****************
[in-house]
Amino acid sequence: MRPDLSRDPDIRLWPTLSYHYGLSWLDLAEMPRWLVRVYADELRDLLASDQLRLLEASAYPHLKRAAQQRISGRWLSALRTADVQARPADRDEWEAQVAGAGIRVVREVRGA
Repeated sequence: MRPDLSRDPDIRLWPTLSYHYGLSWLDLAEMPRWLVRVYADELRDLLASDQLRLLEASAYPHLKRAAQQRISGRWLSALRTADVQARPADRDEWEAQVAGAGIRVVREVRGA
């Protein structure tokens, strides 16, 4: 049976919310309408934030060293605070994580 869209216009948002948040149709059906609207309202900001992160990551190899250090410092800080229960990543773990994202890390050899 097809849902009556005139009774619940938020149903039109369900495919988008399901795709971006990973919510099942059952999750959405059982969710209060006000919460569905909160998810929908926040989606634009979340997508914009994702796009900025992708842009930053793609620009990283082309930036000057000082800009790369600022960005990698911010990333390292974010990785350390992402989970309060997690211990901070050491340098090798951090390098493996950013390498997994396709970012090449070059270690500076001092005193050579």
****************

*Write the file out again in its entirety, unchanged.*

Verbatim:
[in-house]
Amino acid sequence: MRPDLSRDPDIRLWPTLSYHYGLSWLDLAEMPRWLVRVYADELRDLLASDQLRLLEASAYPHLKRAAQQRISGRWLSALRTADVQARPADRDEWEAQVAGAGIRVVREVRGA
Repeated sequence: MRPDLSRDPDIRLWPTLSYHYGLSWLDLAEMPRWLVRVYADELRDLLASDQLRLLEASAYPHLKRAAQQRISGRWLSALRTADVQARPADRDEWEAQVAGAGIRVVREVRGA
């Protein structure tokens, strides 16, 4: 049976919310309408934030060293605070994580 869209216009948002948040149709059906609207309202900001992160990551190899250090410092800080229960990543773990994202890390050899 097809849902009556005139009774619940938020149903039109369900495919988008399901795709971006990973919510099942059952999750959405059982969710209060006000919460569905909160998810929908926040989606634009979340997508914009994702796009900025992708842009930053793609620009990283082309930036000057000082800009790369600022960005990698911010990333390292974010990785350390992402989970309060997690211990901070050491340098090798951090390098493996950013390498997994396709970012090449070059270690500076001092005193050579």